Hallie Jay Pope J.D. ’14 – Graphic Advocacy Project – Brooklyn, NY
The Graphic Advocacy Project (GAP) is located in Brooklyn, NY. Hallie founded GAP because she believes the legal profession’s monopoly on legal expertise is antithetical to a just and democratic society. GAP redistributes legal knowledge using visual communication tools, including comics, graphic design, and animation. In partnership with social justice legal advocates, GAP creates graphic explanations of law that engage, inform, and mobilize.
Hallie came to Harvard Law School with every intention of becoming a civil rights litigator. She served as a co-Editor-in-Chief of the Harvard Civil Rights-Civil Liberties Law Review, participated in the capital punishment clinic, and spent her summers interning at Americans United for Separation of Church and State and the ACLU Center for Democracy. She drew comics as a diversion for herself and her classmates—some of which ended up in the Harvard Law Record—but she never thought art would be an integral part of her legal career. Then, as a 3L, Hallie joined Professor Jim Greiner’s Financial Distress Research Project as its first “artistic research assistant.” She began to understand that visual communication could transform legal advocacy.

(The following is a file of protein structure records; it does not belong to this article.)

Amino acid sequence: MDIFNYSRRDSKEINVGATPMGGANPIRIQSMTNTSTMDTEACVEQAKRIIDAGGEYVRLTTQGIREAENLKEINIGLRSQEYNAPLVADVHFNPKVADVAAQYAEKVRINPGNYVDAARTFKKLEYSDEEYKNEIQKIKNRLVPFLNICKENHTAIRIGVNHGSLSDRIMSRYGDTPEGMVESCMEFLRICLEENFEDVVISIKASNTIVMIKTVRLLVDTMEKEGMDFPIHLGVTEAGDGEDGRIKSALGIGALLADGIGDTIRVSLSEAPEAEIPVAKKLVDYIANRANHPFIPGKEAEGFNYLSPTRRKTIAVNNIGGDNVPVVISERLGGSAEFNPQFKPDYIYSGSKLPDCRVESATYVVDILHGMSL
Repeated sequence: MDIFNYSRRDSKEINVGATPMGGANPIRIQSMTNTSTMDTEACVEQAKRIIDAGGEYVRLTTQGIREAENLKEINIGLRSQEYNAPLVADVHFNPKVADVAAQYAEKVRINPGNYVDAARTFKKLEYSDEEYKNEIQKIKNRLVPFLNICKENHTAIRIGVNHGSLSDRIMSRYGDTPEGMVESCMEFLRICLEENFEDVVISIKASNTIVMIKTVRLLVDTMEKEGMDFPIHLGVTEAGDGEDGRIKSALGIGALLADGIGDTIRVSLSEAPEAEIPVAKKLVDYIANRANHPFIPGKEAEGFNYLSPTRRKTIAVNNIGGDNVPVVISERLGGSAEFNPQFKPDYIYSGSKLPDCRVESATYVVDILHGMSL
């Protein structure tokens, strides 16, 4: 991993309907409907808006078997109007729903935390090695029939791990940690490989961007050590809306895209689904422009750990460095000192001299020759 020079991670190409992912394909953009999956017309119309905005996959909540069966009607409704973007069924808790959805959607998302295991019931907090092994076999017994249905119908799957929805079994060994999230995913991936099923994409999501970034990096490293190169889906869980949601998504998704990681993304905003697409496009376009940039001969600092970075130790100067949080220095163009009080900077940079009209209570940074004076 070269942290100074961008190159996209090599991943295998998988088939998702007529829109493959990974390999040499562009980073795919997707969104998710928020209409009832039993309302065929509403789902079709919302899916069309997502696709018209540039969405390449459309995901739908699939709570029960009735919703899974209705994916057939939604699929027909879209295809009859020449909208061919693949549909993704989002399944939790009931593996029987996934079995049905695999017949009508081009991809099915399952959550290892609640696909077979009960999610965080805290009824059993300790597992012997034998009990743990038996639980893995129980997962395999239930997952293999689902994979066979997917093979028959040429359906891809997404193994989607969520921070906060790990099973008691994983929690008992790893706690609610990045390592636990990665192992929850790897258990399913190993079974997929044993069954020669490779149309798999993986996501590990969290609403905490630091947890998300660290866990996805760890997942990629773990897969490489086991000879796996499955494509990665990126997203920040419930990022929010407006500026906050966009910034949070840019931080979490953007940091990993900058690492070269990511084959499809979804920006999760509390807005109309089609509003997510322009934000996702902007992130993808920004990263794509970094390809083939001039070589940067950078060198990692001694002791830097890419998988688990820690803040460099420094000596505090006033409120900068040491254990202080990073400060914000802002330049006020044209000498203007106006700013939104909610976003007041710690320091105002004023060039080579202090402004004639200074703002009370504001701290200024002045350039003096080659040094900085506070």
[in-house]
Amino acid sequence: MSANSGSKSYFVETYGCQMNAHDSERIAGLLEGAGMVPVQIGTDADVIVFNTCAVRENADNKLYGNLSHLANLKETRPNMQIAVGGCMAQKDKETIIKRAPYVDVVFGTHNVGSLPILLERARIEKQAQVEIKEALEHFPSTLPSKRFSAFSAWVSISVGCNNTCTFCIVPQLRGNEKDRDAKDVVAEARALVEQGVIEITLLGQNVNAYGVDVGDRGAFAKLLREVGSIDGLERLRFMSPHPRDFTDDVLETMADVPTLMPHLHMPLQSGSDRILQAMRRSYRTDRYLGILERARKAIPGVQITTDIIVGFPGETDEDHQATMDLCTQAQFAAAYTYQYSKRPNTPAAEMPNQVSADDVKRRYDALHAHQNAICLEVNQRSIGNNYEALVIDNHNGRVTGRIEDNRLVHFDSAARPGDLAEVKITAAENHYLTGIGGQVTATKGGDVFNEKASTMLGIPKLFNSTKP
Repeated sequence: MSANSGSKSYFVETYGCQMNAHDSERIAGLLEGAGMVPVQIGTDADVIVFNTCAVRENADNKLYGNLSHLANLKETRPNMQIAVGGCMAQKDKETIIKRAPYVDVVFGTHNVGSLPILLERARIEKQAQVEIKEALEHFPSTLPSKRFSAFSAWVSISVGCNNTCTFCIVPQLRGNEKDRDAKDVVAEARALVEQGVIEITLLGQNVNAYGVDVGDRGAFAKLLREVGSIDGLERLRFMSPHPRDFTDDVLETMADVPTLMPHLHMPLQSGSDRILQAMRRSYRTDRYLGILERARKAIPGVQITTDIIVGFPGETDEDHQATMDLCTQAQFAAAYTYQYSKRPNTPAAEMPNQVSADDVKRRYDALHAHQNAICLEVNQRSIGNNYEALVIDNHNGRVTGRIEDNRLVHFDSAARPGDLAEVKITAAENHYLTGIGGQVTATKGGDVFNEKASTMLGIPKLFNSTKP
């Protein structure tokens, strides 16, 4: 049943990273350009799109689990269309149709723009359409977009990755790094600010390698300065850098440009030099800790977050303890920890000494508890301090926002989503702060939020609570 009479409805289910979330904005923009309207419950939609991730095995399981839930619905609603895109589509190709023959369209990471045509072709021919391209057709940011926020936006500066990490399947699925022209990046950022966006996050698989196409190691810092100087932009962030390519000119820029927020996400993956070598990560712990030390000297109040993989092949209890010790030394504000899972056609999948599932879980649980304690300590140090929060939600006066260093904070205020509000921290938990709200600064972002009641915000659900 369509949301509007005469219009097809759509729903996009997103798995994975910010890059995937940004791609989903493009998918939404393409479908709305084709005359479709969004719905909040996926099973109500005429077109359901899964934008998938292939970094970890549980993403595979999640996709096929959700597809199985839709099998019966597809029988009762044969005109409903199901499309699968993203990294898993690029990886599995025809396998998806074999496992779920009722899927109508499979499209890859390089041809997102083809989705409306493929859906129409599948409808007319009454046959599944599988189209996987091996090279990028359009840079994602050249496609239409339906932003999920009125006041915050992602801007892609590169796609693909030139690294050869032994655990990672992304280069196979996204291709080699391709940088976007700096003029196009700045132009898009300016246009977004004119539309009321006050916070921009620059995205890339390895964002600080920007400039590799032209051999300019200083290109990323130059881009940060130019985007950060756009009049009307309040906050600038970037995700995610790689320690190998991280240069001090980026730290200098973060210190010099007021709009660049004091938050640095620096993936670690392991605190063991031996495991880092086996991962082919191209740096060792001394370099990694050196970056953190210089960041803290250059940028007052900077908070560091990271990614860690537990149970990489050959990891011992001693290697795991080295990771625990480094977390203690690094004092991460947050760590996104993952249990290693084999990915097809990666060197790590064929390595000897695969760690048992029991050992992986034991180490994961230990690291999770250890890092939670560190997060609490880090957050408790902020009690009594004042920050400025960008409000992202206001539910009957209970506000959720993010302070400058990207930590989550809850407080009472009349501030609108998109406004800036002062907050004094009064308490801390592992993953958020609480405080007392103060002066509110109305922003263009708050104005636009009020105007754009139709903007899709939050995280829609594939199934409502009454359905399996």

Lela Klein J.D. ’09 – Co-op Dayton – Dayton, OH
Lela Klein (J.D. ’09) was awarded a seed grant to support Co-op Dayton, a non-profit she co-founded in 2015 with other community activists and advocates in Dayton, Ohio with a mission of incubating worker-owned businesses that create good jobs, fill community needs, and build a more rooted and resilient local economy. In a city where deindustrialization and disinvestment eliminated traditional pathways to the middle class, Co-op Dayton aims to reconnect working families to their economic agency by creating cooperatives where profits and decision-making are more equitably distributed. The organization was inspired by the remarkable model of the Mondragon Cooperative Corporation in the Basque region of Spain, which took a small city from poverty to prosperity through a network of worker owned co-ops. Co-op Dayton’s first major project is to develop a community- and worker-owned grocery store in the city’s food desert: The Gem City Market, slated to break ground in 2019. Klein also received an Echoing Green Fellowship to support her work with Co-op Dayton.